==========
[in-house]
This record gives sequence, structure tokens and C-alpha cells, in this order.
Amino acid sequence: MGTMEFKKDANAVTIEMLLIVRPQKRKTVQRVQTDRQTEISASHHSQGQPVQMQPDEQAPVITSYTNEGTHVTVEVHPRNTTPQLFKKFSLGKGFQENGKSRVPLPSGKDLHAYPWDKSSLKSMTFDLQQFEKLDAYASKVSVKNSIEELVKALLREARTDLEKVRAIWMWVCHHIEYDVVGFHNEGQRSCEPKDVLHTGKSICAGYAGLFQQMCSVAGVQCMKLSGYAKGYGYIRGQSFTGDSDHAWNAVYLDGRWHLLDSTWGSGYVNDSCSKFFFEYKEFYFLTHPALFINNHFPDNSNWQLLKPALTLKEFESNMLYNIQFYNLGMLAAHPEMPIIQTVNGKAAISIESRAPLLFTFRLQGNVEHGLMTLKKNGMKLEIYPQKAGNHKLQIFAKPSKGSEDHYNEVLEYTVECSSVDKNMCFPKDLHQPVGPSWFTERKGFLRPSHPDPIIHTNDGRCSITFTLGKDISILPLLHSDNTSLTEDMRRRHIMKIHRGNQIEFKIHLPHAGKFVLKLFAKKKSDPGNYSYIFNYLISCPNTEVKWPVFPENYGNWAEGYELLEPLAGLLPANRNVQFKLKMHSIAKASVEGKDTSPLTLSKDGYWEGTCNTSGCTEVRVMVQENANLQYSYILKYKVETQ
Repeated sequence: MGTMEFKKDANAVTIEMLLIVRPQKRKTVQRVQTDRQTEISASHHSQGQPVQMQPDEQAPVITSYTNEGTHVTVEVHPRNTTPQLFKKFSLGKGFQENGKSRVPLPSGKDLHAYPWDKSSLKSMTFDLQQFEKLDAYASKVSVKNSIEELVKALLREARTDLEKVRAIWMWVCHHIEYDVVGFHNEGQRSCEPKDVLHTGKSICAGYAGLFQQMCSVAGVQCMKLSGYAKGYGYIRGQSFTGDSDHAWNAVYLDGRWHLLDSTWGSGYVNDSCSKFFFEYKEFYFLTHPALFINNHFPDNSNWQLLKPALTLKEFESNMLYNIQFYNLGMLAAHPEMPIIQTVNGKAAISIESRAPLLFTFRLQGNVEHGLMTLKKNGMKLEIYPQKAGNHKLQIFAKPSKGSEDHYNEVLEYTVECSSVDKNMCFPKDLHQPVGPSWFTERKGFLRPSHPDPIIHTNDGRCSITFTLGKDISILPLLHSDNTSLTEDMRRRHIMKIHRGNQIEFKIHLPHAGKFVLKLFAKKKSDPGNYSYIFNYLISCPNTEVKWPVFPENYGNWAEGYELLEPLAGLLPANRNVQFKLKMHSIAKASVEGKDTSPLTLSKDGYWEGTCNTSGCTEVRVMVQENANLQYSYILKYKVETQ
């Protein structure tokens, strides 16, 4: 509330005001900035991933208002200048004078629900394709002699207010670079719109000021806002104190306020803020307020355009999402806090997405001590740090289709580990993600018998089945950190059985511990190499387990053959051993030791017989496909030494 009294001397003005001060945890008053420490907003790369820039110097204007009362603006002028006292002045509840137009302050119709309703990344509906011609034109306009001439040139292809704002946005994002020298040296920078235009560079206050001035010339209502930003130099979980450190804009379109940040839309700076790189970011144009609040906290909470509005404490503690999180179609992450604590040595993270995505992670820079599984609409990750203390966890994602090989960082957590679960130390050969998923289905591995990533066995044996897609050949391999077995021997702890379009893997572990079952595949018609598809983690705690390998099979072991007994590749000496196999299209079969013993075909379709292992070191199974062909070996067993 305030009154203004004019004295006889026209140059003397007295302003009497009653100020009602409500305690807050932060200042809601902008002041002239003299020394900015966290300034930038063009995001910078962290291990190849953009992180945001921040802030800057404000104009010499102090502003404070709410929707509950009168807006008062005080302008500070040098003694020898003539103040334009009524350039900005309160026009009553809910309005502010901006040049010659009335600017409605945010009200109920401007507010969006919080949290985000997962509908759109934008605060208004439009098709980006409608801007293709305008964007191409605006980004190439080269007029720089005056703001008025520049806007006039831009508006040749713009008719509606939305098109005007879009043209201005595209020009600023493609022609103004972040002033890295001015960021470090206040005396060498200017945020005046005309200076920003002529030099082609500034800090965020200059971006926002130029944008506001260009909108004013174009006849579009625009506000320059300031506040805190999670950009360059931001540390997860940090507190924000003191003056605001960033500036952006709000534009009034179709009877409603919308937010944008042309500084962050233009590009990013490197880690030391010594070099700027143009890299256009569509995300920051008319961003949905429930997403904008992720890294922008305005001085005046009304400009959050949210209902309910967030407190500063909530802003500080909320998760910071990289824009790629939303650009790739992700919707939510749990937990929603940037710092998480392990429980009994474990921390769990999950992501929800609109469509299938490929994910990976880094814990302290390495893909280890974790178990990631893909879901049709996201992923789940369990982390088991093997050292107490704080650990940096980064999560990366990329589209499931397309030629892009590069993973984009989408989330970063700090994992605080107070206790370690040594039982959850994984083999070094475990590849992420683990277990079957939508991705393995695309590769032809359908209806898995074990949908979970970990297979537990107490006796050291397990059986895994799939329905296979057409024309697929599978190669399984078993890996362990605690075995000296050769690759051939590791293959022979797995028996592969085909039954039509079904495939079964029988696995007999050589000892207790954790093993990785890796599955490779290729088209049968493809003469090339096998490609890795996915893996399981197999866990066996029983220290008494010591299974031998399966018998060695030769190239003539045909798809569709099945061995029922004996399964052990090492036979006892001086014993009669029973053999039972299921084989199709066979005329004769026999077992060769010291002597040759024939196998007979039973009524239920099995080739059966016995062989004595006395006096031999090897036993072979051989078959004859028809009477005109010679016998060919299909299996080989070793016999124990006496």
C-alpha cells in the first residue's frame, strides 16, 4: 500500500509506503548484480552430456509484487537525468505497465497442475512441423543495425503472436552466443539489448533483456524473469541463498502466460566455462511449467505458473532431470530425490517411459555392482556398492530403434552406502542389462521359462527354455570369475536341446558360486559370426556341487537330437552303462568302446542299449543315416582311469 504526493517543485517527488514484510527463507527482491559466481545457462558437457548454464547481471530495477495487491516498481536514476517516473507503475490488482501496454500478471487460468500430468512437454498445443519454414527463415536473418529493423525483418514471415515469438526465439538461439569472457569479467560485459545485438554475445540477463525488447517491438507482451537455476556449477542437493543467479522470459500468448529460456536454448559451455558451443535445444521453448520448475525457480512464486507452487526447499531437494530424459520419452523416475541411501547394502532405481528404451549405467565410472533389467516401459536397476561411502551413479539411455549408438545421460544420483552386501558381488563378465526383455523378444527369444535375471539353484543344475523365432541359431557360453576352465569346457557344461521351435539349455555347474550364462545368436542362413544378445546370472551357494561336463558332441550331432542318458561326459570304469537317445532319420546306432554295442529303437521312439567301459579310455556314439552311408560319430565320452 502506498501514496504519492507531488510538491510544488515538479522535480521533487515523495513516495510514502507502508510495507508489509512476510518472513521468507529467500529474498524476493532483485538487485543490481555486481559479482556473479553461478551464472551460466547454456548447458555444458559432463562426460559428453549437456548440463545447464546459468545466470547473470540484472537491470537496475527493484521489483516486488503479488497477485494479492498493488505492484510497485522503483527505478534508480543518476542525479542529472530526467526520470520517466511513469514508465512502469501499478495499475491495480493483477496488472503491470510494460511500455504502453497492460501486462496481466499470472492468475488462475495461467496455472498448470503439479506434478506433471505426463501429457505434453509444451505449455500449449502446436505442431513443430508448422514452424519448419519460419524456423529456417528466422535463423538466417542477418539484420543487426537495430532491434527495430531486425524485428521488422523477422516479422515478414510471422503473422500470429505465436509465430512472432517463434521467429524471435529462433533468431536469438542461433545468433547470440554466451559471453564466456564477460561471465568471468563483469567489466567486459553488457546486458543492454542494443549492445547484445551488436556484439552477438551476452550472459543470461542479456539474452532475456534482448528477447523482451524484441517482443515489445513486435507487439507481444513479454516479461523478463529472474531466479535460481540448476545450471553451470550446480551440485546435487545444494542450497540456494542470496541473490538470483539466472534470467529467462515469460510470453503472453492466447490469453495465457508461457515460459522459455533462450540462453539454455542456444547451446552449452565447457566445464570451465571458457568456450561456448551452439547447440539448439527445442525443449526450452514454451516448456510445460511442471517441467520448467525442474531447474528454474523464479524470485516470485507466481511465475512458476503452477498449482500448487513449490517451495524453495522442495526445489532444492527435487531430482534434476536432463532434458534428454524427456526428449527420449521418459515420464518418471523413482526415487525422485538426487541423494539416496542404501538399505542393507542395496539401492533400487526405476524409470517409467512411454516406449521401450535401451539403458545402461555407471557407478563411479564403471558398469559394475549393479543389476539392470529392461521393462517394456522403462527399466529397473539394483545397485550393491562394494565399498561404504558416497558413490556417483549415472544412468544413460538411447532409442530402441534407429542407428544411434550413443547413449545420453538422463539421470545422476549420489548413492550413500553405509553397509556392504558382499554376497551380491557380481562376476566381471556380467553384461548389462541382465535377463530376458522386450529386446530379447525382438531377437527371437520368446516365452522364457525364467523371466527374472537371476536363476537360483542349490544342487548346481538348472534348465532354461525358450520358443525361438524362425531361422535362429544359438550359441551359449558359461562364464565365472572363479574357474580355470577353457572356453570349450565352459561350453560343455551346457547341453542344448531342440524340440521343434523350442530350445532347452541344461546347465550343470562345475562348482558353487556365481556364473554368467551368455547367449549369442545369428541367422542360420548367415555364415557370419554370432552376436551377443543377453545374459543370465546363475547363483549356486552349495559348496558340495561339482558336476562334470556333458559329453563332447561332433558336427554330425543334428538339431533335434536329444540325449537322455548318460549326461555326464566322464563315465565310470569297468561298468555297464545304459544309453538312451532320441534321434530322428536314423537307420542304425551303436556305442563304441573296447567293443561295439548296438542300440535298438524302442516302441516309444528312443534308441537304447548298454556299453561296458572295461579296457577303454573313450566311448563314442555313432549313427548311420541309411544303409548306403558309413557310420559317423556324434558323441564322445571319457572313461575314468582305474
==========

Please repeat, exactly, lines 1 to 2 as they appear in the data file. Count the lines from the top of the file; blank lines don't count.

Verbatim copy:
[in-house]
This record gives sequence, structure tokens and C-alpha cells, in this order.